Never be ashamed in learning from others. After all, life is short. We might as well learn how to write beautifully and professionally from those that made it before the chance passes us by.

3.        Call your friends out of the blue and talk

I believe that all writers can relate to this next statement. In plain English, writing dialogue sucks. When you have so many characters, with diverse motivations, histories and relationships with other characters mashed together in a 400 page manuscript, you are going to struggle differentiating how each speaks to each other. Each character needs their own nuance, inflections, habits of speech that only they do and helps the reader uniquely identify themselves with the character’s cause and actions.

In The Gaia Chronicles, writing dialogue was doubly hard as there were aliens, monsters and other characters that needed a totally different way of speaking compared to regular humans. As I pieced dialogue together, writer’s block occurred so frequently that I would struggle past a paragraph or two before calling it a day.

However, I found a partial cure to this problem. Whenever the block occurs, I would stop writing and just call a friend. You might ask ‘Why?’. Well, the reasons being is that I have a large selection of friends that come from all backgrounds and hence all have their own way of speaking. By talking to them, I would understand their inflections and habits which help shape the dialogue of a particular character. Friends can also give you support if you divulge your writing difficulties to them, lifting your spirit and renewing your determination to complete writing the dialogue.

4.       Take a break!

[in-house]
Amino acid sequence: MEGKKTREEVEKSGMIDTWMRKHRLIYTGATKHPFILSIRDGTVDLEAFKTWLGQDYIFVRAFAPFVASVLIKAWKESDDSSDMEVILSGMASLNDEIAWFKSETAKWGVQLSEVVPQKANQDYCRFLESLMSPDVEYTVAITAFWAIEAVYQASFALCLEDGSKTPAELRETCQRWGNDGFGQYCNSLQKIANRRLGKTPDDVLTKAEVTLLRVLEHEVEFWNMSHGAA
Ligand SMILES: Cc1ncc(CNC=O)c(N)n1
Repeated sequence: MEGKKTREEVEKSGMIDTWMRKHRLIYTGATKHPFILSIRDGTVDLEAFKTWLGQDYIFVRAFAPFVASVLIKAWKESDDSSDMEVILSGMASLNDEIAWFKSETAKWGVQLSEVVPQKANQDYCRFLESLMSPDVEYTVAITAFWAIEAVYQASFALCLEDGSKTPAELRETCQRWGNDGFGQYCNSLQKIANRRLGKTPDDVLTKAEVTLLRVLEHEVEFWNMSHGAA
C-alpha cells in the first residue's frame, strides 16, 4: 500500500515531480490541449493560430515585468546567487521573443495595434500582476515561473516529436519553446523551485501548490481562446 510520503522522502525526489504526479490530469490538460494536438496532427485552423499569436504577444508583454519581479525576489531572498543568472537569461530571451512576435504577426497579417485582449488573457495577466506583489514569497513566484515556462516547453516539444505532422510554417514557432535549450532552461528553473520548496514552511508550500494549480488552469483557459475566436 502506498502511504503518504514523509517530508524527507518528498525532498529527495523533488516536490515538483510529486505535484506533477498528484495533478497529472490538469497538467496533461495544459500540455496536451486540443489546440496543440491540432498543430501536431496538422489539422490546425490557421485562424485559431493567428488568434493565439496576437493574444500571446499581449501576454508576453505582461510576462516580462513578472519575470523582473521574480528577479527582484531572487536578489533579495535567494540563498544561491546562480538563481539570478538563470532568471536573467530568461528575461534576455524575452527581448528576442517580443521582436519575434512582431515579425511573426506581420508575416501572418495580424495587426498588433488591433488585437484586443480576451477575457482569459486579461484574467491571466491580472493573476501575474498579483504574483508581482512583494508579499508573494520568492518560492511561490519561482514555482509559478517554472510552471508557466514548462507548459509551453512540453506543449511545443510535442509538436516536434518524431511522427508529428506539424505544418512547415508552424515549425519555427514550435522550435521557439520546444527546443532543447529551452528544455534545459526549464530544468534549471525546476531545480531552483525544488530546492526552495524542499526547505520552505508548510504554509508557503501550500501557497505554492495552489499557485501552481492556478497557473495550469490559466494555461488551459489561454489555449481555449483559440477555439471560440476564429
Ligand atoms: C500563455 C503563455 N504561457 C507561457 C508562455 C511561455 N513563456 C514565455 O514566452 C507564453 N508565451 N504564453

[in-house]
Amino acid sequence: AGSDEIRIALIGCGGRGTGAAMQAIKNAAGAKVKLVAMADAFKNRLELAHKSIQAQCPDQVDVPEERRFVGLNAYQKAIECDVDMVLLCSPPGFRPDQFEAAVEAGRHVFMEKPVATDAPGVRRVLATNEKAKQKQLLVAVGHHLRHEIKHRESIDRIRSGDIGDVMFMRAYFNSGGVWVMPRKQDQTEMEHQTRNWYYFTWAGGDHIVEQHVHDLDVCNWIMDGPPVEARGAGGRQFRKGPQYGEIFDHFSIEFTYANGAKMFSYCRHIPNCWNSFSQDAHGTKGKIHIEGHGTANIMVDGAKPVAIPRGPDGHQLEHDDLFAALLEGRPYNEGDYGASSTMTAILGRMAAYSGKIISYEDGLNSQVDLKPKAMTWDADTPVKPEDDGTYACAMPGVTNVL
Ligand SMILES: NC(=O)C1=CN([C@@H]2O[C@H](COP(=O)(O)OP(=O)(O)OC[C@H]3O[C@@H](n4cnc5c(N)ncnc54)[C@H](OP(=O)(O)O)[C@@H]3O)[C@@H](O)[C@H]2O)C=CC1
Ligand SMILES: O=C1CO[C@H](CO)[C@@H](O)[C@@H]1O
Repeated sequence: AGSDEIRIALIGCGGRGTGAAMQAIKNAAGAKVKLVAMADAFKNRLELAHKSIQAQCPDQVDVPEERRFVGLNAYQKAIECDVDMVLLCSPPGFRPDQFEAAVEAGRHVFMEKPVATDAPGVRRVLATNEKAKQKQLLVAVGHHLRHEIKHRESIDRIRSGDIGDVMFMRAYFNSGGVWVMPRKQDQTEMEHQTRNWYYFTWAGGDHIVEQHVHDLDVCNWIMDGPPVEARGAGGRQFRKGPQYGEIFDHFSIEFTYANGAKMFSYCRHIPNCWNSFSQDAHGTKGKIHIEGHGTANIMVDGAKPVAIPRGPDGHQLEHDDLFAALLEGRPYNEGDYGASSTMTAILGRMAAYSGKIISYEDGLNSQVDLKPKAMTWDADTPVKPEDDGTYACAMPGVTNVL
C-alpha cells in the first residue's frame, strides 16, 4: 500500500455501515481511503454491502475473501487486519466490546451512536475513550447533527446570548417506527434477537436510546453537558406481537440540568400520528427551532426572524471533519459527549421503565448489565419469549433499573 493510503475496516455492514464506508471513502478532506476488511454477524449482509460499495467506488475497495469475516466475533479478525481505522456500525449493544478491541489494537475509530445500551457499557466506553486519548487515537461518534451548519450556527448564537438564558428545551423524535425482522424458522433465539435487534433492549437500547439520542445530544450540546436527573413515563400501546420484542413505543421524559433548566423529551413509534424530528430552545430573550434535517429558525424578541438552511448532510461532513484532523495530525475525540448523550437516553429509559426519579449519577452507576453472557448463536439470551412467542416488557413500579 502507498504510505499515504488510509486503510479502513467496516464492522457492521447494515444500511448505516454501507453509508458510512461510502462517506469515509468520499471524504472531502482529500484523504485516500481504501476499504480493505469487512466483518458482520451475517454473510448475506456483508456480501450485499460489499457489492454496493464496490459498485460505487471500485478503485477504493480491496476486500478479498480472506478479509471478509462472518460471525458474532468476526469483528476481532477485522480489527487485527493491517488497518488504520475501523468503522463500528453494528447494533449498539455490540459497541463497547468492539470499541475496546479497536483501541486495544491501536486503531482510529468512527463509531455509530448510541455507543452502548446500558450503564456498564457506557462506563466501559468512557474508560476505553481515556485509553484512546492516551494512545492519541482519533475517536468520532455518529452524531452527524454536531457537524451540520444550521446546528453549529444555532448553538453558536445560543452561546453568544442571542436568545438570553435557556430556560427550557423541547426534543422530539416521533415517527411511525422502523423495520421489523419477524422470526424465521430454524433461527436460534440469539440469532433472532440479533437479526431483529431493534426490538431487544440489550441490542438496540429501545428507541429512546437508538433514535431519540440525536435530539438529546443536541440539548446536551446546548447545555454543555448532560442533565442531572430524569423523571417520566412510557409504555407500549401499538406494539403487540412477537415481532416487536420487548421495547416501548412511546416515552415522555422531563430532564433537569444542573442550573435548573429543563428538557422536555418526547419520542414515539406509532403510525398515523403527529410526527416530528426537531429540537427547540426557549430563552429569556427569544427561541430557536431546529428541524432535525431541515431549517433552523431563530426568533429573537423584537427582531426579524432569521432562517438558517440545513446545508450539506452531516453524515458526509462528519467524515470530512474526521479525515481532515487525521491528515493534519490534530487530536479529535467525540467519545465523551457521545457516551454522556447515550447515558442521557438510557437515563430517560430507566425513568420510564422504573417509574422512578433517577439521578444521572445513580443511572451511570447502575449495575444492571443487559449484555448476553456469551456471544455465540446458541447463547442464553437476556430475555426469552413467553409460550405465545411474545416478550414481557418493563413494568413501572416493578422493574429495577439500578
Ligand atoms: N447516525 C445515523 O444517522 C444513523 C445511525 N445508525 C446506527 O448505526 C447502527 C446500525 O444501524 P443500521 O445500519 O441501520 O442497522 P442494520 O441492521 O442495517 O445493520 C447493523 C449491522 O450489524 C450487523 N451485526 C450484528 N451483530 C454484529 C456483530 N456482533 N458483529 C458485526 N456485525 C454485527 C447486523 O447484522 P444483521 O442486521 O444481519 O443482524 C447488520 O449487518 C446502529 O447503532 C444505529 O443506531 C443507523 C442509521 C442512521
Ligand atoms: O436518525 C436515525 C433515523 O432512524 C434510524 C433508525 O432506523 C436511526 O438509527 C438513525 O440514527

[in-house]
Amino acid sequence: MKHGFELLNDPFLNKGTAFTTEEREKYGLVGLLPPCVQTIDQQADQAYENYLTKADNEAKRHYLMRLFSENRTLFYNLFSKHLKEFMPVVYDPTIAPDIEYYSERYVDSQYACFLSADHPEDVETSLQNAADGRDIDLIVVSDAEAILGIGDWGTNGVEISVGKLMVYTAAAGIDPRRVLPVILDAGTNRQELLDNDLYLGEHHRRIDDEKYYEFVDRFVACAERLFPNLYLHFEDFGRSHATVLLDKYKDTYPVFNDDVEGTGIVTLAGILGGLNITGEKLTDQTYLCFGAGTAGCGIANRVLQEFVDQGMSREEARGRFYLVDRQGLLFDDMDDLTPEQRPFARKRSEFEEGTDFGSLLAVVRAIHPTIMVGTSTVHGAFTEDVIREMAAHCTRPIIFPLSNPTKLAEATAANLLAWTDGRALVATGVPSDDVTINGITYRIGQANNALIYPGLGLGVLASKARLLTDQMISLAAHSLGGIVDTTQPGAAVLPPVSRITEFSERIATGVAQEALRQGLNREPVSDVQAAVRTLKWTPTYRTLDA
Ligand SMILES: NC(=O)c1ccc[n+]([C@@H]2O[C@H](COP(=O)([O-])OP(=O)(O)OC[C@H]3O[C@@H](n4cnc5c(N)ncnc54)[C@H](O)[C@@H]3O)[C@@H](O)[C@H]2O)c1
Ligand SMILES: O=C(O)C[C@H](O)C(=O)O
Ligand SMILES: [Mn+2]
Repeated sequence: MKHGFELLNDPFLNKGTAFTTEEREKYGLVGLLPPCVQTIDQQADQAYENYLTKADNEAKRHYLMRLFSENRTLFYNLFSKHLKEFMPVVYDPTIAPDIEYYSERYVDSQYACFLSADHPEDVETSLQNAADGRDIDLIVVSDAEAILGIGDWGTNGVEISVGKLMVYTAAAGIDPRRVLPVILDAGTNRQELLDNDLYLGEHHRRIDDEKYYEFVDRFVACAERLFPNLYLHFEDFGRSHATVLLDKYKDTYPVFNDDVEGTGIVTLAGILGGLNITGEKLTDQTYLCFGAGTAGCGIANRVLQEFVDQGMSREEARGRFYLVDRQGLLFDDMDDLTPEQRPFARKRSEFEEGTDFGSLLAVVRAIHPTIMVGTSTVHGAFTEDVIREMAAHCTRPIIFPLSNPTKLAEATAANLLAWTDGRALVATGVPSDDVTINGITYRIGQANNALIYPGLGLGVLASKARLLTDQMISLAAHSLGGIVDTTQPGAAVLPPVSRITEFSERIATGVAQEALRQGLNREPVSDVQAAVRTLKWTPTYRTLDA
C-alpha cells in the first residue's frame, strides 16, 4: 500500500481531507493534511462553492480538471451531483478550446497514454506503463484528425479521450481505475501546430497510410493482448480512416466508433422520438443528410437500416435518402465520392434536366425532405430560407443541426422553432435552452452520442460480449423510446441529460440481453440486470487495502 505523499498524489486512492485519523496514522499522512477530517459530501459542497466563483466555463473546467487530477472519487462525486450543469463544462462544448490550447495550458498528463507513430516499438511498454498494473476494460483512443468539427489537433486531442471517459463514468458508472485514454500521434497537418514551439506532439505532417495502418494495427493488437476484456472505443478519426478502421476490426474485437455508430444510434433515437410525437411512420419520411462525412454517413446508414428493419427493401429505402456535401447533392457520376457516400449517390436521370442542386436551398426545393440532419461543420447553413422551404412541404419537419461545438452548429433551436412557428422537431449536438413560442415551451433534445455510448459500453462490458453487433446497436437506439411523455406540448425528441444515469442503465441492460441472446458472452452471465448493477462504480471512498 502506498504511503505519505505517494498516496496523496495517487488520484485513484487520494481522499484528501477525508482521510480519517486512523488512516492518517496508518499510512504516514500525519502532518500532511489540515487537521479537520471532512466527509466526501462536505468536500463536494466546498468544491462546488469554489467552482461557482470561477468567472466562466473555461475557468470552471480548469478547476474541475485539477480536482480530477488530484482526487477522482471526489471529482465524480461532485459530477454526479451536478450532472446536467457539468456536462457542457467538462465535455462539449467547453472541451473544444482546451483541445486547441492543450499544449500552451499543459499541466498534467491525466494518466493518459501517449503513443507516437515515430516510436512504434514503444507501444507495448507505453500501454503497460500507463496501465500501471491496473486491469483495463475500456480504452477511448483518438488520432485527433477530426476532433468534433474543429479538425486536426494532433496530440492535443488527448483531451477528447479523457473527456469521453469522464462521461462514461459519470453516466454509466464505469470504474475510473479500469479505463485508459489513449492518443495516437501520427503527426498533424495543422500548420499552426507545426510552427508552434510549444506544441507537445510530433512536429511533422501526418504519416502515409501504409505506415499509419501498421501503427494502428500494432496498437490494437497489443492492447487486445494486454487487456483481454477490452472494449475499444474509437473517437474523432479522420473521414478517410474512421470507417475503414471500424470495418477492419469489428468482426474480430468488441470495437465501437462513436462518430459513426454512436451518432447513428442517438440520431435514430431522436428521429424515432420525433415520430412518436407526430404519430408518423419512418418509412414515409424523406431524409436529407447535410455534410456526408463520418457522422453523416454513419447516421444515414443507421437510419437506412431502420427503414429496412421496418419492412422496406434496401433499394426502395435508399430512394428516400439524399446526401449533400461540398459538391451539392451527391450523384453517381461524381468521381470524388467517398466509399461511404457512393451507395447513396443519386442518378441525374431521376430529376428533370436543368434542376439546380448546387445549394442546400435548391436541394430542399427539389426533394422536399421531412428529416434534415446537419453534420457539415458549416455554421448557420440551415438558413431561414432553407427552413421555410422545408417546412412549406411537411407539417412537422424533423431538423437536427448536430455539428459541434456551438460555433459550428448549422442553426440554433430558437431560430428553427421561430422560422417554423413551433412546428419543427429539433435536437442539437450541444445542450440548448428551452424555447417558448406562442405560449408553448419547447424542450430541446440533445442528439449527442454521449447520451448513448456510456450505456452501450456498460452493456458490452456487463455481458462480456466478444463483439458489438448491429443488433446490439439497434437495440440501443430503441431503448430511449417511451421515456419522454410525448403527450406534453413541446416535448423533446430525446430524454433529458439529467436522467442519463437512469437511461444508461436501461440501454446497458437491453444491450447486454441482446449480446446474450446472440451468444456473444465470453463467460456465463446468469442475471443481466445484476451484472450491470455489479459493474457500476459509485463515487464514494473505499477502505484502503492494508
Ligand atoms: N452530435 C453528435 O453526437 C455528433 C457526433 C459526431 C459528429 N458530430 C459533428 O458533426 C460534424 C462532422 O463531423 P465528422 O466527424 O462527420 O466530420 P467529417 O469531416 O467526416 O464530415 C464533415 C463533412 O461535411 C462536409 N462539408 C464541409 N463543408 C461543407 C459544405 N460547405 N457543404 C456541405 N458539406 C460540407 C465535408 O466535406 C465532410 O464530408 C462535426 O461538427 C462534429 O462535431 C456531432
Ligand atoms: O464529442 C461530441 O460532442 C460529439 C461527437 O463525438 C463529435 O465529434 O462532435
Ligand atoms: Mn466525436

More often than not, the reason why you have writer’s block is due to the fact you overworked. You wrote too much, inspiration squeezing your brain dry until it can’t cope any longer. This is where it’s time to take a break and just do something else! Hit the gym, grab a snack or take a power nap. I guarantee that once you finish any of the above activities, you will get back to your computer with renewed determination and write the night away.

This is the end of my guest blog post. My thanks to A.G. Moye for having me as a guest on his awesome blog! My author details are below:


Name: Andy James Trevors
Age: 21
Nationality: Australian
Books: The Gaian Chronicles: Birth of Hope
Stab in the Back (Novella)
                Phae and the Sun Chariot (Novella)

Release Date:    Pre-order Date = 20th of November 2015 - 30th of November 2015
                                Release Date     = 1st of December 2015
                                Prices                    = $2.99 (Pre-order price)
                                                                   $4.99 (Retail Price)
Social Medias:
Facebook.com/andyjamestrevors

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I was pleased to have this guest post by A.J. Trevors and on November 3, 2015. 
I will post an interview of this Author on this blog, stay tuned and remember, I'm listening, so talk back.